by | Dec 21, 2022 | Trade Working Blog


As I write this end of year dispatch, NZIBF is preparing to host the first meeting for 2023 of the APEC Business Advisory Council (ABAC).  We are looking forward to welcoming the 200 or so business leaders and senior officials from APEC member economies across the Asia Pacific (sic!) region, a sure sign that Aotearoa New Zealand is open and ready to reconnect with the rest of the world.

Open or closed?

We wish this sense of openness was universal.  Some economies are still struggling under the pandemic.  Others are taking hitherto unprecedented steps to retreat inwards.  And some, who were once the leaders of international trade, seem intent on weakening the international trade system by a series of small cuts to the legal framework which underpins the way business is done around the world.  Refusing to recognise panel decisions is bad enough, but blocking the appointment of new Appellate Body judges renders effective dispute settlement unworkable. Finding innovative ways to subsidise and protect local industries when the rules clearly prohibit this, are in no-one’s broader interest but it can feel good, at least for a time. 

Light in the tunnel

Even so, we are pleased to report, trade does not stand still.  Despite the challenges, a rare victory was snatched from the jaws of defeat at the WTO Ministerial in June and the APEC Summit was able to held again in person for the first time since 2018 – APEC even managed to release a consensus statement ! Our favourite FTA, CPTPP, continues to attract new interest from economies around the world. RCEP, the world’s largest FTA, is now also in effect for thirteen out of fifteen signatories.

In New Zealand’s case trade has underpinned the domestic economy throughout these Covid times and is likely to continue to do so.  Amidst a background of a devastating and useless war in Europe, global inflation has replaced supply chain disruption as the greatest risk to economic certainty and prosperity.  Those doing business need to be nimble, to manage risk especially arising from geo-political uncertainty and to shore up key customer relationships.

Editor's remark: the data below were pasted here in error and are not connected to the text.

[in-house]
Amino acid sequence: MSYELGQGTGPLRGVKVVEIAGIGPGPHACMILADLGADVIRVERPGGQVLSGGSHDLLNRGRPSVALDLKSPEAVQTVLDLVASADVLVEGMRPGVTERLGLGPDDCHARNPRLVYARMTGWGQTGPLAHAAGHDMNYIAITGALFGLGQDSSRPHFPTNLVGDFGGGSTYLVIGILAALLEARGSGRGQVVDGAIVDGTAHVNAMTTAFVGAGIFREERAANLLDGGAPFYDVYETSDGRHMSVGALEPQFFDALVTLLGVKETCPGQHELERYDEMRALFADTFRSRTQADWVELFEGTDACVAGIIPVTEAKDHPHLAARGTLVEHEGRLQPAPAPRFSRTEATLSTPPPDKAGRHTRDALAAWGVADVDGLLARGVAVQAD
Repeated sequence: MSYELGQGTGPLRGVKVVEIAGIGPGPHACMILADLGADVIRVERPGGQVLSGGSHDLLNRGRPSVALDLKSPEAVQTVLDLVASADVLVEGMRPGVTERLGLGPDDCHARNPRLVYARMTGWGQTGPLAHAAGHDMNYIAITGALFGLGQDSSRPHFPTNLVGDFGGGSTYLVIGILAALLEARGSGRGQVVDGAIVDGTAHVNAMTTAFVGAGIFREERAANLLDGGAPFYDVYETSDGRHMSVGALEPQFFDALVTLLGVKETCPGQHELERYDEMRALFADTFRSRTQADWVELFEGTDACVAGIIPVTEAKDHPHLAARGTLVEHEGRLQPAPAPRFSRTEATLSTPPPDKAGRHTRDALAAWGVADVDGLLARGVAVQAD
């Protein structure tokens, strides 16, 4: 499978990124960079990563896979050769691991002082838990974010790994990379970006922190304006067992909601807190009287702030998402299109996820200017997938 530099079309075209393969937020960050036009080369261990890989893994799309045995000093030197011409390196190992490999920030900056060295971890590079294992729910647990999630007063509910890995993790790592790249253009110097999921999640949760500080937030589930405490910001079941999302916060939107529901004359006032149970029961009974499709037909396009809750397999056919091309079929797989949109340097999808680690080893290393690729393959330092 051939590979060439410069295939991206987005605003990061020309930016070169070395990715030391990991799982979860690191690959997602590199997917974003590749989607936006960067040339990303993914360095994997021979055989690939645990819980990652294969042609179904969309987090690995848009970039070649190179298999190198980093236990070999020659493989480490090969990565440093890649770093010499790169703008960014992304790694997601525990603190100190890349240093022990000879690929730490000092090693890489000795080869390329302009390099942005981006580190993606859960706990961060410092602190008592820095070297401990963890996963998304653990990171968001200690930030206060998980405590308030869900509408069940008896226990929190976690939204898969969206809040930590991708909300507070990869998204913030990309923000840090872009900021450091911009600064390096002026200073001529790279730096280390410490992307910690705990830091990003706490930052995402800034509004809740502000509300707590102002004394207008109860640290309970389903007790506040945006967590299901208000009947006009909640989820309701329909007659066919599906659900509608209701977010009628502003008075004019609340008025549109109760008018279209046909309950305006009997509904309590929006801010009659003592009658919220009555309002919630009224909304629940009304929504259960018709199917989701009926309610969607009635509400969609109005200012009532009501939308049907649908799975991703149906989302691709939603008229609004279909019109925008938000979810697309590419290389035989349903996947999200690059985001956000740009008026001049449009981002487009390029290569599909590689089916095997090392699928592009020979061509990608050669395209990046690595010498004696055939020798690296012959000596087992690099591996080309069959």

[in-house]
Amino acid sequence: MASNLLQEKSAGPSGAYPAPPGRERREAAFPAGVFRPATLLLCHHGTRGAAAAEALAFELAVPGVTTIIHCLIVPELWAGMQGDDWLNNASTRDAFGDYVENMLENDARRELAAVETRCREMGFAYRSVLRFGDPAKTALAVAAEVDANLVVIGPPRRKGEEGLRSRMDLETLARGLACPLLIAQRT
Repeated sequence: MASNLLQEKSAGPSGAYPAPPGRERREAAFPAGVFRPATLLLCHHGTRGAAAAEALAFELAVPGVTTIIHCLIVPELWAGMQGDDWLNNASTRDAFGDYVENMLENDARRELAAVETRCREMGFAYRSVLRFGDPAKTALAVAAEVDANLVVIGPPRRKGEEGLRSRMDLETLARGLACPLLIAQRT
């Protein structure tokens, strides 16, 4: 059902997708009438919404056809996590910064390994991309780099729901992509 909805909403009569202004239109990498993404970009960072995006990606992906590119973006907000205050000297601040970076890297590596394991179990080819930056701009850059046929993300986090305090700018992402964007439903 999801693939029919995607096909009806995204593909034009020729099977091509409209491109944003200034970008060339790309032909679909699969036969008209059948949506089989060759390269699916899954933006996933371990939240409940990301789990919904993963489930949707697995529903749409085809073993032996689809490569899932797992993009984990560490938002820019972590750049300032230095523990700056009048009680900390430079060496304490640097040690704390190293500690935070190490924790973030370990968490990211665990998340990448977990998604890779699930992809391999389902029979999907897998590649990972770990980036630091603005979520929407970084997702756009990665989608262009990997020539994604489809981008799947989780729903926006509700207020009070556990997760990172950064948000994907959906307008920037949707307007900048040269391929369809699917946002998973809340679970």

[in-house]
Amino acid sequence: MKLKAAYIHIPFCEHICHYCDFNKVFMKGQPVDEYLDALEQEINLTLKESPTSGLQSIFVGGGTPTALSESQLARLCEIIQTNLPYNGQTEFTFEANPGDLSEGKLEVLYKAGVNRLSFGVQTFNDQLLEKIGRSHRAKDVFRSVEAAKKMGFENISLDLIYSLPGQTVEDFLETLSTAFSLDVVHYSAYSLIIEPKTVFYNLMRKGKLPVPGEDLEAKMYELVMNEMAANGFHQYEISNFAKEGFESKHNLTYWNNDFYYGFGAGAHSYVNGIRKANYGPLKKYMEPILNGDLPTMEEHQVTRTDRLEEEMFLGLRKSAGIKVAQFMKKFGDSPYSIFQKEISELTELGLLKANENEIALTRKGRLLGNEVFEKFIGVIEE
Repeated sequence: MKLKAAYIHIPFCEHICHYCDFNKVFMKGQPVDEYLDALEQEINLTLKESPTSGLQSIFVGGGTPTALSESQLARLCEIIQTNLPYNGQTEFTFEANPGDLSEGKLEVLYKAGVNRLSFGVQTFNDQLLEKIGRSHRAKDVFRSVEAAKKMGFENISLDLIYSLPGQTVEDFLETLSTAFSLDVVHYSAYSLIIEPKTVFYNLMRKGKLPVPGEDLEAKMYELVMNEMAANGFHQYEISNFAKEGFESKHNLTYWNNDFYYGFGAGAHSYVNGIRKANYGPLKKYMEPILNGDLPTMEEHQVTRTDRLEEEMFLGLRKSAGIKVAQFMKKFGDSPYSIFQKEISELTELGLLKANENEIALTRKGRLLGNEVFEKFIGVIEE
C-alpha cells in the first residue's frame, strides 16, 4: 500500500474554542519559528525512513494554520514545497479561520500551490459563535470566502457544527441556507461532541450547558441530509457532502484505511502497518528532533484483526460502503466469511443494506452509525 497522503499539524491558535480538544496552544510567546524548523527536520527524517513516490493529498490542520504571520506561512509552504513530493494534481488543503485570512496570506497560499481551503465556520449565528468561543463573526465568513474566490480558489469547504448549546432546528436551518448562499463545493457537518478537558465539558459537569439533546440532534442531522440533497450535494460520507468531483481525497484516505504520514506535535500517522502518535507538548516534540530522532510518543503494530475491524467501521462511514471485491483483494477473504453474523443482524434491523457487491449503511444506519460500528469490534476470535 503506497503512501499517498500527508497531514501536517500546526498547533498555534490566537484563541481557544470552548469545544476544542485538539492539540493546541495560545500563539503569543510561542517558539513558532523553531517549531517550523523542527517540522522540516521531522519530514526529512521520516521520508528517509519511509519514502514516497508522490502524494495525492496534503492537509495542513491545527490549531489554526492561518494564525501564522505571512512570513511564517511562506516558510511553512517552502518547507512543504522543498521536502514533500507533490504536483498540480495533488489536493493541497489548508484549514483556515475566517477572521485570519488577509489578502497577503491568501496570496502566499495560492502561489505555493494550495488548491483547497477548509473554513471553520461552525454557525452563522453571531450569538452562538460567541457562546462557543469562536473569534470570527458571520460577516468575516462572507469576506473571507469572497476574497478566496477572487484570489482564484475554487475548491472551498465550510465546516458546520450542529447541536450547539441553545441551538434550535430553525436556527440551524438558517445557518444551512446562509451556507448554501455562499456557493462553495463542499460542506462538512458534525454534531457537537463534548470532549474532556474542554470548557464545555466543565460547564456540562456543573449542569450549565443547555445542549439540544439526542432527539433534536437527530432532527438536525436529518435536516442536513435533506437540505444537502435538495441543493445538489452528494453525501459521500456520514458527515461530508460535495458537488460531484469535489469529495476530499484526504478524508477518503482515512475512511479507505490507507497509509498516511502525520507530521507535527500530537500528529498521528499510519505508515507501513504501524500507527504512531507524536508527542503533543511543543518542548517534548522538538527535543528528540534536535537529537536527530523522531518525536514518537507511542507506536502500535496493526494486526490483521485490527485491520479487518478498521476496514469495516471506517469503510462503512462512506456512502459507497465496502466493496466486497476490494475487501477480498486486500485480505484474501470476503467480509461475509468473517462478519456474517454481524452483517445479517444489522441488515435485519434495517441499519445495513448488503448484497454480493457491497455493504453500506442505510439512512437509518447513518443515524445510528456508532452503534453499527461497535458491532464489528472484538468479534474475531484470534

Some progress this year has been made with NZ’s key trade relationships.  Fifty years of NZ/China partnership was celebrated this year but new partners of this size and scale are hard to come by. The conclusion of the NZ/UK FTA was a landmark outcome for both sides.  We were pleased to support ratification in New Zealand and look forward to entry into force next year.  The NZ/EU FTA was also concluded – while not the ‘gold standard’ FTA claimed by some, the agreement has some useful provisions which will be good for horticulture and  other sectors.  Because it offers only limited new access for dairy and meat, our major export sectors, it will not however be transformational for the NZ economy nor provide for significant “diversification” – after such long and arduous efforts, this is something of a missed opportunity.   The relationship with India also suffers from differing views on trade and a lack of political and business focus – there are signs however that more attention will be paid to India in years to come.  My own first-ever visit to India was certainly an eye-opener.

Starting over

As we round out the end of the year, the US has held a first round of negotiations for an Indo Pacific Economic Framework (IPEF).  The Indo Pacific terminology is problematic for us  and we remain sceptical about what can be achieved without market access on the table, but if there is some good in IPEF, say in trade facilitation, we are sure negotiators will find it.  The US is hosting APEC in 2023 for which they have our full support, particularly as we host ABAC in Auckland 12-14 February.

NZIBF has had a busy and less disruptive year as our Chair’s report shows. We hope you have enjoyed our occasional insights into the world of trade.  Trade works, after all, as we have always said.  We extend our best wishes for the holiday season and for a fully reconnected and trade-filled year in 2023!

This post was prepared by Stephen Jacobi, Executive Director of NZIBF.


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